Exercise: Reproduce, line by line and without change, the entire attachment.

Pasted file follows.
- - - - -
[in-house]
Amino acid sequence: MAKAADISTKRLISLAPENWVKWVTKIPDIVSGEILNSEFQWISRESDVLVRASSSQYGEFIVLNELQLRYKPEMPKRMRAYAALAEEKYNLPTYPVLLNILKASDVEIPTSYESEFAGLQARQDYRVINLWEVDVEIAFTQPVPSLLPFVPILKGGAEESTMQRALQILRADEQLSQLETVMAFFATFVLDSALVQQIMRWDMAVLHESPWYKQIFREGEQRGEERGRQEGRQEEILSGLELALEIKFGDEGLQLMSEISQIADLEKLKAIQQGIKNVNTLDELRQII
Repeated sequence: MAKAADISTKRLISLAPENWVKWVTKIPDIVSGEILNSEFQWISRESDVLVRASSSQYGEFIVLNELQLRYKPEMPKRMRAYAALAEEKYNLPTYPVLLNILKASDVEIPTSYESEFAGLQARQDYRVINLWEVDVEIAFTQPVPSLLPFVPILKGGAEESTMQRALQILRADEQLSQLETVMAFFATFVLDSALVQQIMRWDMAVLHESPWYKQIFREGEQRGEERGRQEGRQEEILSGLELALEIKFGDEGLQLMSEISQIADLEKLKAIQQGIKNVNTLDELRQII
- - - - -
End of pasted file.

[in-house]
Amino acid sequence: MAKAADISTKRLISLAPENWVKWVTKIPDIVSGEILNSEFQWISRESDVLVRASSSQYGEFIVLNELQLRYKPEMPKRMRAYAALAEEKYNLPTYPVLLNILKASDVEIPTSYESEFAGLQARQDYRVINLWEVDVEIAFTQPVPSLLPFVPILKGGAEESTMQRALQILRADEQLSQLETVMAFFATFVLDSALVQQIMRWDMAVLHESPWYKQIFREGEQRGEERGRQEGRQEEILSGLELALEIKFGDEGLQLMSEISQIADLEKLKAIQQGIKNVNTLDELRQII
Repeated sequence: MAKAADISTKRLISLAPENWVKWVTKIPDIVSGEILNSEFQWISRESDVLVRASSSQYGEFIVLNELQLRYKPEMPKRMRAYAALAEEKYNLPTYPVLLNILKASDVEIPTSYESEFAGLQARQDYRVINLWEVDVEIAFTQPVPSLLPFVPILKGGAEESTMQRALQILRADEQLSQLETVMAFFATFVLDSALVQQIMRWDMAVLHESPWYKQIFREGEQRGEERGRQEGRQEEILSGLELALEIKFGDEGLQLMSEISQIADLEKLKAIQQGIKNVNTLDELRQII